Ecclesiastes comes right after the book of Proverbs in the Old Testament and both are in the category of wisdom literature. When I read the book of Proverbs I am challenged and encouraged, but when I read the book of Ecclesiastes, if I am not careful, I am confused and almost depressed. Parts of it seem to contradict not only the book of Proverbs, but a lot of the rest of the Bible as well.

The second verse of chapter one declares, “Meaningless! Meaningless! Utterly meaningless! Everything is meaningless!” The Teacher not only can’t get any satisfaction, he thinks everything is futile and pointless. Most of us have felt the same at times in our lives. But this is the Bible; you can see why I am confused and almost depressed! In their book How to Read the Bible for All Its Worth authors Gordon Fee and Douglas Stuart affirm “There is good reason for the reader to be puzzled, because Ecclesiastes is a very difficult book to read.”

Even with the unsettling parts, there are numerous notes of wisdom throughout the book. We just have to read it carefully and with discernment. For example, 3:1 tells us “There is a time for everything, and a season for every activity under the heavens.” There follows a list of 14 pairs of opposites beginning with “a time to be born and a time to die” and ending with “a time for war and time for peace.”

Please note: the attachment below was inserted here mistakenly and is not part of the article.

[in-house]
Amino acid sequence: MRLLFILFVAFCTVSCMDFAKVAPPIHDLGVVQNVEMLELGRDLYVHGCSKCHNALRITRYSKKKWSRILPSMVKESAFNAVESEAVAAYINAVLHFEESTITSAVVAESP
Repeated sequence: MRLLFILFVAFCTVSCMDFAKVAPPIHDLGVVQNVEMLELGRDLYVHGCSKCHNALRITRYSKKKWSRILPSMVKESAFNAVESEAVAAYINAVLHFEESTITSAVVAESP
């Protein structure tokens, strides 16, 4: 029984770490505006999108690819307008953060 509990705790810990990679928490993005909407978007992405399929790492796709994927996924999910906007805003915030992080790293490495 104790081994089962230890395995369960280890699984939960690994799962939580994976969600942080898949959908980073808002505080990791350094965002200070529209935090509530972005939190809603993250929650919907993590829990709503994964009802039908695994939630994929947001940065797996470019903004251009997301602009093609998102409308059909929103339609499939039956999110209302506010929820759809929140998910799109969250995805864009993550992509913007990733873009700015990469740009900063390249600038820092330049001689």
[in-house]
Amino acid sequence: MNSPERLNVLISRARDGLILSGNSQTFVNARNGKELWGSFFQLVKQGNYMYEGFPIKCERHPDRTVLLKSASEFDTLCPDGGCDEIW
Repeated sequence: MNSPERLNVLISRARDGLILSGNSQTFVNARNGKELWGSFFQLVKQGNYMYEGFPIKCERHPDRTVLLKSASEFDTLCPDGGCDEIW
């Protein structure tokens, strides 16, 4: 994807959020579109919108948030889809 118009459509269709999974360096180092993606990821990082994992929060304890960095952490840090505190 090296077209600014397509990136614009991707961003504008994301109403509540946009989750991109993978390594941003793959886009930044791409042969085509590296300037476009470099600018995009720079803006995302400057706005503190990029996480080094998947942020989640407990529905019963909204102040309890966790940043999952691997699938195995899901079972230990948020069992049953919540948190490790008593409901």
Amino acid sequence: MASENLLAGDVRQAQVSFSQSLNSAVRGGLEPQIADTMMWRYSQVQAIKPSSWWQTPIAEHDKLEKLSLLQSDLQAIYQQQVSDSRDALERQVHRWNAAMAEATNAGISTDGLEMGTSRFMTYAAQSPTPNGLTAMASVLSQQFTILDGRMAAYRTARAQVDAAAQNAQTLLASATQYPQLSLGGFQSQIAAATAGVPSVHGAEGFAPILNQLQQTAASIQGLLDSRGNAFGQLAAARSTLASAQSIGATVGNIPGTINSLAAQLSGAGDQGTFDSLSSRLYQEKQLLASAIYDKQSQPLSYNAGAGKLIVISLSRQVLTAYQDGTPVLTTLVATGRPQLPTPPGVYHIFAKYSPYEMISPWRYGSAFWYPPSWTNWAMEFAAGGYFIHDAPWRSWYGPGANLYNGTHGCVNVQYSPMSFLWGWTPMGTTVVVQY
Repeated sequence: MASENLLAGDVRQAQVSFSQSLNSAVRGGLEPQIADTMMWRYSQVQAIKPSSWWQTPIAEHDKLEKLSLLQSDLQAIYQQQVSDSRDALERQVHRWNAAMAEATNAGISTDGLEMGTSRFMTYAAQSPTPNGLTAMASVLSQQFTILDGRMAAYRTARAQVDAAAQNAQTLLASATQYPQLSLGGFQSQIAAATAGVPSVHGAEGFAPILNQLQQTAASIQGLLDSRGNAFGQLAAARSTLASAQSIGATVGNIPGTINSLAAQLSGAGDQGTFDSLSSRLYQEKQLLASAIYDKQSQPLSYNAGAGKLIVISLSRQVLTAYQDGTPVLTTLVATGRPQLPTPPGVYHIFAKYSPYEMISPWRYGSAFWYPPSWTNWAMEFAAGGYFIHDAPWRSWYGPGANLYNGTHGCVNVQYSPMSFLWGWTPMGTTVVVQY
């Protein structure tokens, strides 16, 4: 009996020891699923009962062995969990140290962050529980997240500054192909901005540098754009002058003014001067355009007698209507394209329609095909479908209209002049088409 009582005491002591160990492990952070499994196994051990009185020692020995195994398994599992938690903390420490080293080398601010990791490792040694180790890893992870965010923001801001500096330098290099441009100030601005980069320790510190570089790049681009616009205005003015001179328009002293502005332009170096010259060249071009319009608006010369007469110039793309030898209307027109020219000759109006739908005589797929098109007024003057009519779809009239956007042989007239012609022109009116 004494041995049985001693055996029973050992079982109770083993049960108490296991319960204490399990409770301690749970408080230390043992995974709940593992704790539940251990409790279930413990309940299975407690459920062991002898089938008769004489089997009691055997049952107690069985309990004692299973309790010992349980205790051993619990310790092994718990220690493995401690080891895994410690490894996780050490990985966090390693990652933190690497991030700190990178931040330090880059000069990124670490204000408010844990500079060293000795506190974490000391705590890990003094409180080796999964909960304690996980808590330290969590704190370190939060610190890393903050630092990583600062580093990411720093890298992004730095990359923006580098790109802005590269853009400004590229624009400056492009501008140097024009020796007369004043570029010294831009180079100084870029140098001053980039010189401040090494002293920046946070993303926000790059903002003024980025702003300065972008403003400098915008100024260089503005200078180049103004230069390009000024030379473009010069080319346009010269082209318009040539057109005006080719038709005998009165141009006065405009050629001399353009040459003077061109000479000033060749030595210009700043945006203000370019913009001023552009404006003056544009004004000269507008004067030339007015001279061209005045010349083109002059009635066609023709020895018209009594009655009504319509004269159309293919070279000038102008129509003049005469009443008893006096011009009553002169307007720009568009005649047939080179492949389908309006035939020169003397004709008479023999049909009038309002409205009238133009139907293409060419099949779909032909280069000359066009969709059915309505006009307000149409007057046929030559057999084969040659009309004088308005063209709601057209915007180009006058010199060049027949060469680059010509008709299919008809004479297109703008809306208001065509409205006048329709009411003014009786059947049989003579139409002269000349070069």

I appreciate the insight of 4:9 that “two are better than one” and the examples of why that is true that follow: “they have a good return for their labor,” “if either of them falls down, one can help the other up,” “if two lie down together, they will keep warm,” and “two can defend themselves.”

The Teacher’s observation on money and wealth in 5:10 gets my attention: “Whoever loves money never has enough; whoever loves wealth is never satisfied with their income.” The wisdom of 7:5 gives us something to consider: “It is better to heed the rebuke of a wise person than to listen to the song of fools.”

In reading the Teacher’s honest assessment of things it’s helpful to keep in mind he is talking about life “under the sun.” Chuck Swindoll notes that life “under the sun” is life without the Lord. The writer of Ecclesiastes doesn’t use the phrase, but Swindoll suggests that to find happiness and meaning in life “we must get above the sun”—by including God and faith in our lives.

Philip Yancey sums up the book, “Ecclesiastes endures as a work of great literature and a book of great truth because it presents both sides of life on this planet: the promise of pleasures so alluring that we may devote our lives to their pursuit, and then the haunting realization that these pleasures ultimately do not satisfy.”

The conclusion of the book provides perspective, a warning, and a challenge: “Now all has been heard; here is the conclusion of the matter: Fear God and keep his commandments, for this is the duty of all mankind. For God will bring every deed into judgment, including every hidden thing, whether it is good or evil” (12:13 and 14).

It all reminds me of a question Jesus asked, “What good is it for someone to gain the whole world, yet forfeit their soul?” (Mark 8:36). We might ask ourselves where we are looking for satisfaction and where we can find it.

I invite and welcome your comments below. Also share this post on social media if you think others would appreciate it.

photo credit: <a href=”http://www.flickr.com/photos/24400573@N03/14254608206″>The Rolling Stones – Telenor Arena 2014</a> via <a href=”http://photopin.com”>photopin</a&gt; <a href=”https://creativecommons.org/licenses/by-nc-sa/2.0/”>(license)</a&gt;